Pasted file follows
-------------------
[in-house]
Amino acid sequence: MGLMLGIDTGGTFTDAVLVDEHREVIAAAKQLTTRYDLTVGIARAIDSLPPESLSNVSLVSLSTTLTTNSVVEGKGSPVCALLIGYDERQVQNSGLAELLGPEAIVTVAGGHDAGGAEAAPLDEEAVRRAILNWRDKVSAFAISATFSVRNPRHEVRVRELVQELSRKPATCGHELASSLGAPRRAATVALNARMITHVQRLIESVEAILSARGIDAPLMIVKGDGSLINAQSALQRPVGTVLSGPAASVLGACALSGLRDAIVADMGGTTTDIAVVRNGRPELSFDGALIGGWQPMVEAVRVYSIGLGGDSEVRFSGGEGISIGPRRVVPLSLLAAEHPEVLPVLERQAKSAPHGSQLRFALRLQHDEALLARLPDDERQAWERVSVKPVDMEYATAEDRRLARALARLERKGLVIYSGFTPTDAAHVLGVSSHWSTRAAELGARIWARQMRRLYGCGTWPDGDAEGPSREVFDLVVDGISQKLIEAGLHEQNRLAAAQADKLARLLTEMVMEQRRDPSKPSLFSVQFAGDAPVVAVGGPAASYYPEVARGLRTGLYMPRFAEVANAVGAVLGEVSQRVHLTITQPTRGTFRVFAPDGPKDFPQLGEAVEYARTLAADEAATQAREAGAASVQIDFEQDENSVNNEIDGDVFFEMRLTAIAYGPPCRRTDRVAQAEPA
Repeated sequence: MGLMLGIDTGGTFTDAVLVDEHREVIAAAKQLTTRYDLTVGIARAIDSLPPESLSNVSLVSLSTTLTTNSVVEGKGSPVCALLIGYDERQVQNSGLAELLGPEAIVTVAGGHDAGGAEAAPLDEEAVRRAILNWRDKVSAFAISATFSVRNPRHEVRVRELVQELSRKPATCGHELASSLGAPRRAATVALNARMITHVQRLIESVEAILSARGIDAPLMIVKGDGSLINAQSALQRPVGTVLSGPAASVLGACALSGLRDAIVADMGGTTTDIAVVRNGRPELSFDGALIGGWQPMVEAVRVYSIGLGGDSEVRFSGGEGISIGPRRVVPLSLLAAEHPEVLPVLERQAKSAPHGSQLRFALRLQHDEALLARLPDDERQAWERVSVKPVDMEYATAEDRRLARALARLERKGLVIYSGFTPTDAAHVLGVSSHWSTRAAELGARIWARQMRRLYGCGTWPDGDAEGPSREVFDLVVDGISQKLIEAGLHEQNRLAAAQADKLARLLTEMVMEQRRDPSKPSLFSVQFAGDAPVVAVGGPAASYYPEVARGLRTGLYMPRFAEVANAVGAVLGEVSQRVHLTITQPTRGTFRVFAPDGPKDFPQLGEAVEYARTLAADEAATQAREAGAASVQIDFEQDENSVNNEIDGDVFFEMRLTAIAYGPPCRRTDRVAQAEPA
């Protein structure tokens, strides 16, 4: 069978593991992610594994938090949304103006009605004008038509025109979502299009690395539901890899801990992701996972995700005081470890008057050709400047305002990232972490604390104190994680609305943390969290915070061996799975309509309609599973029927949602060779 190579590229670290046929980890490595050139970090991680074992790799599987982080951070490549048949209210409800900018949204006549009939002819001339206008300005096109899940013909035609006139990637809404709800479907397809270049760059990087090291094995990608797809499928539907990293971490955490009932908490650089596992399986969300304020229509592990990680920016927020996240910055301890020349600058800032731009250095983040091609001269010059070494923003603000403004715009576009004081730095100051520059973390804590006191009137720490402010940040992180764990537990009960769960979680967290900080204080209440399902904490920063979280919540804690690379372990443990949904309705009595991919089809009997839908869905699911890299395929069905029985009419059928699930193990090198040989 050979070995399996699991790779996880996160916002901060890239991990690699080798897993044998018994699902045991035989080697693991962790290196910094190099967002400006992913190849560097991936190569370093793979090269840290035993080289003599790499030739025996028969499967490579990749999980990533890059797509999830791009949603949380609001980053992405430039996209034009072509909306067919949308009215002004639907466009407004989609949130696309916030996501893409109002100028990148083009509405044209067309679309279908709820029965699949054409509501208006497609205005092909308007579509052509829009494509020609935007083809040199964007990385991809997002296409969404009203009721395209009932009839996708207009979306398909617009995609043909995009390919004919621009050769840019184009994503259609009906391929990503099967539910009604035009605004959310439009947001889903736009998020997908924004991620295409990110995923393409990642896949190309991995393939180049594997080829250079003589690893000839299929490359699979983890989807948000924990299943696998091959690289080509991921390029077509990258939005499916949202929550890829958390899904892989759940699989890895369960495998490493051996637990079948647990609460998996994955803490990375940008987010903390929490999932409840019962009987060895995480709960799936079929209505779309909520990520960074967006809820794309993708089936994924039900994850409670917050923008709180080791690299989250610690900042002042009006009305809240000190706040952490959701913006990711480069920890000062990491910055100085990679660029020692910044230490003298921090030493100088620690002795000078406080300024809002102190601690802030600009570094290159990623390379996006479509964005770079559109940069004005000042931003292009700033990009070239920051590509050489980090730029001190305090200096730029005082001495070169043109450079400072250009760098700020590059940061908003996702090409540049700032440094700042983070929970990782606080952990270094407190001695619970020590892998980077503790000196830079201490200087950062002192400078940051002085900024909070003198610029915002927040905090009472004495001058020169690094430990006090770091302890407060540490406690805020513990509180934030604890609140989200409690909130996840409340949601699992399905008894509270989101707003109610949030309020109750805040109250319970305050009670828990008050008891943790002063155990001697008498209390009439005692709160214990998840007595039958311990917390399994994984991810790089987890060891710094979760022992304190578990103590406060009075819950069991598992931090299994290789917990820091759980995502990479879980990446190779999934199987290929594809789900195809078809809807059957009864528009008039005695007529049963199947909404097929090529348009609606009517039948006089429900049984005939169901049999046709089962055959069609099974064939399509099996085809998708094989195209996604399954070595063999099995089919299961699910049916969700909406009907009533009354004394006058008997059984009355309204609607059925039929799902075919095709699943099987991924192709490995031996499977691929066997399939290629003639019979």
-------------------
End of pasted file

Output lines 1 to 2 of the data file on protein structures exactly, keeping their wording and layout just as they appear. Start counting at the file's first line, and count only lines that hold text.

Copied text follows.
[in-house]
Amino acid sequence: MGLMLGIDTGGTFTDAVLVDEHREVIAAAKQLTTRYDLTVGIARAIDSLPPESLSNVSLVSLSTTLTTNSVVEGKGSPVCALLIGYDERQVQNSGLAELLGPEAIVTVAGGHDAGGAEAAPLDEEAVRRAILNWRDKVSAFAISATFSVRNPRHEVRVRELVQELSRKPATCGHELASSLGAPRRAATVALNARMITHVQRLIESVEAILSARGIDAPLMIVKGDGSLINAQSALQRPVGTVLSGPAASVLGACALSGLRDAIVADMGGTTTDIAVVRNGRPELSFDGALIGGWQPMVEAVRVYSIGLGGDSEVRFSGGEGISIGPRRVVPLSLLAAEHPEVLPVLERQAKSAPHGSQLRFALRLQHDEALLARLPDDERQAWERVSVKPVDMEYATAEDRRLARALARLERKGLVIYSGFTPTDAAHVLGVSSHWSTRAAELGARIWARQMRRLYGCGTWPDGDAEGPSREVFDLVVDGISQKLIEAGLHEQNRLAAAQADKLARLLTEMVMEQRRDPSKPSLFSVQFAGDAPVVAVGGPAASYYPEVARGLRTGLYMPRFAEVANAVGAVLGEVSQRVHLTITQPTRGTFRVFAPDGPKDFPQLGEAVEYARTLAADEAATQAREAGAASVQIDFEQDENSVNNEIDGDVFFEMRLTAIAYGPPCRRTDRVAQAEPA